The identification of genes responsible for familial PHPT (MEN1, HRPT2, CASR, and RET genes) has increased our knowledge about parathyroid tumorigenesis ( Chandrasekharappa et al. 1997, Carpten et al. 2002, Marx et al. 2002). MEN1 and HRPT2 function as tumor suppressor genes, consistent with the Knudson ‘two hit’ hypothesis. The second hit often causes loss of heterozygosity (LOH) of a large chromosomal region, as in the majority (~70–90%) of MEN1-associated tumors ( Larsson et al. 1988, Friedman et al. 1989, Thakker et al. 1989, Pannett & Thakker 2001), but other mechanisms such as smaller deletions and point mutations that may also inactivate the gene, can occur and seem to be preferentially involved in HRPT2-related tumors (~30–50%; Arnold et al. 2002, Carpten et al. 2002, Howell et al. 2003, Shattuck et al. 2003, Cetani et al. 2004, Villablanca et al. 2004, Moon et al. 2005, Bradley et al. 2006, Kelly et al. 2006, Mizusawa et al. 2006). Hereditary syndrome when compared with sporadic parathyroid tumors shows early onset age and multiplicity, because each parathyroid cell has ‘one hit’ by inheritance. Thus, subtotal or total parathyroidectomy is usually performed for the cure of familial PHPT, whereas the excision of the single diseased gland is sufficient in most cases of sporadic PHPT.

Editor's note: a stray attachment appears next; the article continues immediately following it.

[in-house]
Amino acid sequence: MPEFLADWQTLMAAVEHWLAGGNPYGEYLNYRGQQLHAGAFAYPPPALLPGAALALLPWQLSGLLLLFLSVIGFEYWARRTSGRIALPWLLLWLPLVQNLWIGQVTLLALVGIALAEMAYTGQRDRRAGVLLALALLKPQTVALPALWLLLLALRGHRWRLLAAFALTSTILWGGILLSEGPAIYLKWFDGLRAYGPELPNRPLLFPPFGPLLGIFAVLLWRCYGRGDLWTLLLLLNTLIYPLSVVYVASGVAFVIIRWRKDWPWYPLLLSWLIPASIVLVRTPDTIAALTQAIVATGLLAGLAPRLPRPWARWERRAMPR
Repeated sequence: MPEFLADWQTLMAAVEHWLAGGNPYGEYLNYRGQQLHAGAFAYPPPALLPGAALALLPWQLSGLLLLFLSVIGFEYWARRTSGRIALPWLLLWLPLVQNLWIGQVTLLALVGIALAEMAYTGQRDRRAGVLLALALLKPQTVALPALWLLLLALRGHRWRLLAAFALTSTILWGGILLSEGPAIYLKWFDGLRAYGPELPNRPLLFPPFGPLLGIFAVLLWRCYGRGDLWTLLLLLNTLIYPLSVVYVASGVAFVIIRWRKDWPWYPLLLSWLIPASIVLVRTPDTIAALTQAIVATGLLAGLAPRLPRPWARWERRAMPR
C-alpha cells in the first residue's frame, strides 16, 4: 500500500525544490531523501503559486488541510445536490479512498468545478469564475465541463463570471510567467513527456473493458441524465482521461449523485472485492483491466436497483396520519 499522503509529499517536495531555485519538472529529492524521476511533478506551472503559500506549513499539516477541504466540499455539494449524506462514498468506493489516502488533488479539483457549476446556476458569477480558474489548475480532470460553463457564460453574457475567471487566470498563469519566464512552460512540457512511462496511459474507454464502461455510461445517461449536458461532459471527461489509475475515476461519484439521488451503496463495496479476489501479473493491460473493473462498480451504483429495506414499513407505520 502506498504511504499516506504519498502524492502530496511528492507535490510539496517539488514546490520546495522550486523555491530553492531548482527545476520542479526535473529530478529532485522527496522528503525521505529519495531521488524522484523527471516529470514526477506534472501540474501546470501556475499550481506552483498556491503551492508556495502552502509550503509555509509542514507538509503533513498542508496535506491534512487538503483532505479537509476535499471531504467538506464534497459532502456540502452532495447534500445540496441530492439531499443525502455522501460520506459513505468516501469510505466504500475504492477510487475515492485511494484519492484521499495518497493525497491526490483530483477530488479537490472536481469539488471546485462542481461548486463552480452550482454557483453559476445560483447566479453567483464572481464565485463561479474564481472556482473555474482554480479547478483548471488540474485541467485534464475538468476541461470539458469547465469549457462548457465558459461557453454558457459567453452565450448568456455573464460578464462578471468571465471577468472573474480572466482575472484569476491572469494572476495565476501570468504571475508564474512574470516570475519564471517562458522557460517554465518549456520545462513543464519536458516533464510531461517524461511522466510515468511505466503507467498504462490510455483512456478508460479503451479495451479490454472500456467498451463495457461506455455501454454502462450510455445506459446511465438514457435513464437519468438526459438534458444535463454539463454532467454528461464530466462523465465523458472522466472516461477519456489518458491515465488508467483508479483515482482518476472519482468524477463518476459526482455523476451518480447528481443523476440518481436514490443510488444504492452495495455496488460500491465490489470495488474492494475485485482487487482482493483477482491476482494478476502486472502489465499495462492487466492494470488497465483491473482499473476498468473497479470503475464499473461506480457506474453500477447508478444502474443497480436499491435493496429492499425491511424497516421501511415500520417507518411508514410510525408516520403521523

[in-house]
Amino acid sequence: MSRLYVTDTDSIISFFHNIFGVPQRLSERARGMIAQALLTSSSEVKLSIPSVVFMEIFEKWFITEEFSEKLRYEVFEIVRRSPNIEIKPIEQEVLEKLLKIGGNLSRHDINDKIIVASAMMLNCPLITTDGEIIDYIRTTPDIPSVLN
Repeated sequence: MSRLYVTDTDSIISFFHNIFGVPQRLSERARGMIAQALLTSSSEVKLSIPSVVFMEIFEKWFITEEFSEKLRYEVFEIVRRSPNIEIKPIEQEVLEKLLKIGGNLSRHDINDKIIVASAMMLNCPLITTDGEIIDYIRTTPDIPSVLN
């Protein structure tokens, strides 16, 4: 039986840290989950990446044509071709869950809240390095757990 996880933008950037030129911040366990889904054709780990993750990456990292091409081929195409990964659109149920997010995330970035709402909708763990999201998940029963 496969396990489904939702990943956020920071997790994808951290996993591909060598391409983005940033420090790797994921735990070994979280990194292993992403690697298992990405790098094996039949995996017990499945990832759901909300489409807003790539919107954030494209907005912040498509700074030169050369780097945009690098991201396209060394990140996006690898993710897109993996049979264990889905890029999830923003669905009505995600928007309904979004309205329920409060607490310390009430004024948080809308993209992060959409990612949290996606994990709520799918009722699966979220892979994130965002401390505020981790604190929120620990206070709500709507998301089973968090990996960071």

In this report, we describe a 39-year-old man with sporadic PHPT, who had two recurrences after successful surgery over a 17-year follow-up. This unusual history prompted us to perform genetic studies, which led to the identification of a HRPT2 germline mutation associated with independent HRPT2 somatic alterations (mutations or LOH at the same locus) in the different parathyroid tumors.

Materials and methods

Case report